The Crusty Lantern

Faithful lantern

Old faitful

The red lantern sputtered to life. Instead of being bright, it belched orange flames out the top, and black smoke escaped the flames. As the fuel pipe warmed, the orange flames subsided and with a soft woosh the mantle popped to life and a warm, bright light illuminated the campsite.

The old lantern had been on many adventures with me over the years. It was no longer shiny and sometimes it took a bit of coaxing to bring it to life, but we share a lot of wonderful memories. As I stare into the light, many of those memories come back to me. In some ways, they are etched into the surface of the lantern itself.

There is the crack in the globe from a thunderstorm that caught me by surprise while I was napping near that trout stream in North Carolina. Just one errant drop of cold water on the hot glass and a battle scar was born.

The pot metal frame around the controls and globe are pitted and show signs of rust. No doubt from the many late night blood trails followed to recover deer, the lantern often set on the cold damp ground to serve as a trail marker.

Inside the globe are the lifeless remains of numerous moths, mosquitoes and other flying insects that were also hypnotized by its light during camping adventures from early spring through late summer. Below the glow, the fuel tank was smeared with grease spatter from countless meals cooked on its companion stove, under the very light it provided.

So many memories, numerous stories, experiences and life lessons, told and re-told under the light of this crusty, old lantern. Yet, this lantern is not different from so many just like it: each with their own stories to tell, their own scars and distinguishing marks. How great it would be to hear them all.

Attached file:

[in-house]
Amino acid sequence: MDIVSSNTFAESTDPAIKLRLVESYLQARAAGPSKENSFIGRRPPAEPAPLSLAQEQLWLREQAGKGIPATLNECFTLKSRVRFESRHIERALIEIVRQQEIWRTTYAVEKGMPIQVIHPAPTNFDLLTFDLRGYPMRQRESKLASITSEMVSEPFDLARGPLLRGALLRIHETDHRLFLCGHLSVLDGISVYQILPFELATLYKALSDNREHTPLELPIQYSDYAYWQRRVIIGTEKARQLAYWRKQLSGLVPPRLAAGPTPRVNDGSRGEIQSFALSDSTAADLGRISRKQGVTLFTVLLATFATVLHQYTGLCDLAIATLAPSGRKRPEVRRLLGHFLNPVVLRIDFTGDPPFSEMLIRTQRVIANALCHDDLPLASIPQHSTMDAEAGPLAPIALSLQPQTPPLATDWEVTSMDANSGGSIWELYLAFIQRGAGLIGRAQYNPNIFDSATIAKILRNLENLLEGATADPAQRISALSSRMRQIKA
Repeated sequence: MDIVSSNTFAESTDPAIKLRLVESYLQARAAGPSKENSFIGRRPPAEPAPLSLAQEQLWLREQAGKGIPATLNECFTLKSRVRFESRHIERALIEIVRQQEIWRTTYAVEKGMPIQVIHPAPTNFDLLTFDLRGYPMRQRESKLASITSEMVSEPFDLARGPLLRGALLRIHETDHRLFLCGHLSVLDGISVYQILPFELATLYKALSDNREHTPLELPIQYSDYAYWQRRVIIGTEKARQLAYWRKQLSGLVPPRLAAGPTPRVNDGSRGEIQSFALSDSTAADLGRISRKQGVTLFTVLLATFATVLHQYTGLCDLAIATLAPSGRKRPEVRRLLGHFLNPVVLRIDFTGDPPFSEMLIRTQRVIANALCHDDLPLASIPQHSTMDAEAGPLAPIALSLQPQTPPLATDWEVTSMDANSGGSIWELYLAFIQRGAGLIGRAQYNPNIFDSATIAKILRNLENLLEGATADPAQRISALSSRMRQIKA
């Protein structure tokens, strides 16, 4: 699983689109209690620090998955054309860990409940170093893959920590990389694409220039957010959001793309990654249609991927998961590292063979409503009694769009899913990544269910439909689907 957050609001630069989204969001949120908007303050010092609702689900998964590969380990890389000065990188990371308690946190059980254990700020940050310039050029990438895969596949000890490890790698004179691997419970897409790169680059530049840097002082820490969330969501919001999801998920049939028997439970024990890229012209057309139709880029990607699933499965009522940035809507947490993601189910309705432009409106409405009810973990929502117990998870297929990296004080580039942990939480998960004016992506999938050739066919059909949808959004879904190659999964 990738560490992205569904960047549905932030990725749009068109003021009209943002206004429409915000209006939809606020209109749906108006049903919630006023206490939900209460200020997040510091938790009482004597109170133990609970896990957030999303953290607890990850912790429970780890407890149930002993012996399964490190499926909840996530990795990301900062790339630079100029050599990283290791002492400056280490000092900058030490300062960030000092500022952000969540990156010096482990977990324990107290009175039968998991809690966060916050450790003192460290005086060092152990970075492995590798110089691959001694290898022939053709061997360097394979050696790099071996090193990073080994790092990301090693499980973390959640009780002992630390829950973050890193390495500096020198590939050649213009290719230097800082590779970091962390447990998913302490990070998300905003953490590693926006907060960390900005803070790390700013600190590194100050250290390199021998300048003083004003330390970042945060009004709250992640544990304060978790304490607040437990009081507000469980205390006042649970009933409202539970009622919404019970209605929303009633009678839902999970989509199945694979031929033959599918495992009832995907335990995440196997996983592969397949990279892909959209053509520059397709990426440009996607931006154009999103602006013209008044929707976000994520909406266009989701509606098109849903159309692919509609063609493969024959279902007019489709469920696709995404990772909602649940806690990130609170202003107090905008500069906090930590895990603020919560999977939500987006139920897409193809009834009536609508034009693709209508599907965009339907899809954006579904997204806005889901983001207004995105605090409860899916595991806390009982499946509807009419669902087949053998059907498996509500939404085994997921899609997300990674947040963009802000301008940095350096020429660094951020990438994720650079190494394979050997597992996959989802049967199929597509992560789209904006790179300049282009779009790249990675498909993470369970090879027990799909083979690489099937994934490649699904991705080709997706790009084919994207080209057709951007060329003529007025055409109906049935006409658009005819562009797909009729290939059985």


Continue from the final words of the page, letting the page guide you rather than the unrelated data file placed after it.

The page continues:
Please head over and check out our new website “The Crusty Lantern”. While there be sure to subscribe as we will have our first giveaway soon and the winner will be drawn from the subscribers of the website. We will be publishing our first article tomorrow and hope to announce some gear giveaways very soon.

Tip of the Week – The Best Approach

The best approach

The author explaining how to best approach a stand to Thom

So you have found that perfect spot to catch a wary whitetail off guard. You have the perfect tree for your stand and it is located in the perfect funnel to bring old Mossy Horns into your shooting lane. There is still one key piece to this puzzle that is often overlooked. How to approach the stand.

I used to say deer were lazy, I have since changed that wording to something that sounds a bit less negative. Deer are “efficient”.┬áHumans on the other hand…….well, it is what it is, we can sometimes be a bit lazy. So when most think about how to get to their stand they simply base it on the path of least resistance and while this is one consideration it certainly should not be the only one.

After I have located a spot I plan to hunt I spend some time analyzing the situation to determine the best approach to my new spot. I go through a series of questions and weigh my options. Depending on the location and whether public or private some questions may carry more weight than the others. In almost every situation I at least consider the following:

  • Where do I anticipate the deer will be as I am making my way to the stand? Will they be bedded, feeding or in transition from one to the other?
  • What is the prevailing wind for the location? How can I approach without my scent being broadcast into the area I suspect the deer will be as I make my way to the stand?
  • Is there an approach that will be quieter, such as through a stand of pines.
  • What is the path of least resistance. This is more important during early season here in GA. I prefer to not be sweating profusely when I reach my stand.
  • Are there any terrain features I can use to my advantage to solve any of the previous questions? Creeks and drainage’s are at the top of my list of terrain features I can use.
  • If hunting public land, does my preferred approach force me on to private property. If it does I will either seek permission or find another path. Trespassing is never acceptable!

Once I have chosen a path I will use that path when scouting or checking trail cameras to commit it to memory. If it is a lengthy approach or in an area I want to stay out of I will store the route as a track in my GPS so I can enter in near darkness and find my stand without disturbing the area.

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